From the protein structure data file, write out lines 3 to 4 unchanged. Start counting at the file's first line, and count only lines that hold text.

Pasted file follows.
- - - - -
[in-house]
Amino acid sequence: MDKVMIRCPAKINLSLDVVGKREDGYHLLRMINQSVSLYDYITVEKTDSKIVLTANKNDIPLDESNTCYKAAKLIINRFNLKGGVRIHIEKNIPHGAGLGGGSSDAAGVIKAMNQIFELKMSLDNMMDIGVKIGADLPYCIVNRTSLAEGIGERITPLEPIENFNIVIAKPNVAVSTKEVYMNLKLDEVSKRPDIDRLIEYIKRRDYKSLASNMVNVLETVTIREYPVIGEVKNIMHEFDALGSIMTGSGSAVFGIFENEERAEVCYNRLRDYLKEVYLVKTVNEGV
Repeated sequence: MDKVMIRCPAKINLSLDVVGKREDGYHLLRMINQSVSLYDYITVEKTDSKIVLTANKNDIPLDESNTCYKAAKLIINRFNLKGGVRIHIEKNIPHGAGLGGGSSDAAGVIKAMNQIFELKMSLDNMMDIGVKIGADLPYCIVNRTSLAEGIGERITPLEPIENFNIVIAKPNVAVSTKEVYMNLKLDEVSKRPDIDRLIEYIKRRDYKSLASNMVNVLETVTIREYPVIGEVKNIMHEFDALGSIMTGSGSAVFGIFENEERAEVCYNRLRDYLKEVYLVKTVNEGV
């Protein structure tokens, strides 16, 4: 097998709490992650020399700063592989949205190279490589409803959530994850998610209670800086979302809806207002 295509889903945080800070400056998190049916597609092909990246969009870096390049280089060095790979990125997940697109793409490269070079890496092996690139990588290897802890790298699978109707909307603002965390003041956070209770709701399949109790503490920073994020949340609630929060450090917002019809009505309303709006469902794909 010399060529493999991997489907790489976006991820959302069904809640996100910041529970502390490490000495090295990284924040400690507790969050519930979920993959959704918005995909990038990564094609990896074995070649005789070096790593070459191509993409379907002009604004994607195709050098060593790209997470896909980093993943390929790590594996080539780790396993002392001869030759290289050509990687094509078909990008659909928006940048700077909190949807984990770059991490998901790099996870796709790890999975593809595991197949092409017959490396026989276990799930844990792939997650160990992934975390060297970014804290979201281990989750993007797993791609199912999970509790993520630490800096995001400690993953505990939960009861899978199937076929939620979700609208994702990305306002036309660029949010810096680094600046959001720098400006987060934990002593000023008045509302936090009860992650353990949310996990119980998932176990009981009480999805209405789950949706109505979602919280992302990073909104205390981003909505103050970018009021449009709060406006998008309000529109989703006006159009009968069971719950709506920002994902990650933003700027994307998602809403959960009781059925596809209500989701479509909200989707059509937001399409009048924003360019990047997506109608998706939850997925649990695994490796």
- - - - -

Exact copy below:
Repeated sequence: MDKVMIRCPAKINLSLDVVGKREDGYHLLRMINQSVSLYDYITVEKTDSKIVLTANKNDIPLDESNTCYKAAKLIINRFNLKGGVRIHIEKNIPHGAGLGGGSSDAAGVIKAMNQIFELKMSLDNMMDIGVKIGADLPYCIVNRTSLAEGIGERITPLEPIENFNIVIAKPNVAVSTKEVYMNLKLDEVSKRPDIDRLIEYIKRRDYKSLASNMVNVLETVTIREYPVIGEVKNIMHEFDALGSIMTGSGSAVFGIFENEERAEVCYNRLRDYLKEVYLVKTVNEGV
């Protein structure tokens, strides 16, 4: 097998709490992650020399700063592989949205190279490589409803959530994850998610209670800086979302809806207002 295509889903945080800070400056998190049916597609092909990246969009870096390049280089060095790979990125997940697109793409490269070079890496092996690139990588290897802890790298699978109707909307603002965390003041956070209770709701399949109790503490920073994020949340609630929060450090917002019809009505309303709006469902794909 010399060529493999991997489907790489976006991820959302069904809640996100910041529970502390490490000495090295990284924040400690507790969050519930979920993959959704918005995909990038990564094609990896074995070649005789070096790593070459191509993409379907002009604004994607195709050098060593790209997470896909980093993943390929790590594996080539780790396993002392001869030759290289050509990687094509078909990008659909928006940048700077909190949807984990770059991490998901790099996870796709790890999975593809595991197949092409017959490396026989276990799930844990792939997650160990992934975390060297970014804290979201281990989750993007797993791609199912999970509790993520630490800096995001400690993953505990939960009861899978199937076929939620979700609208994702990305306002036309660029949010810096680094600046959001720098400006987060934990002593000023008045509302936090009860992650353990949310996990119980998932176990009981009480999805209405789950949706109505979602919280992302990073909104205390981003909505103050970018009021449009709060406006998008309000529109989703006006159009009968069971719950709506920002994902990650933003700027994307998602809403959960009781059925596809209500989701479509909200989707059509937001399409009048924003360019990047997506109608998706939850997925649990695994490796």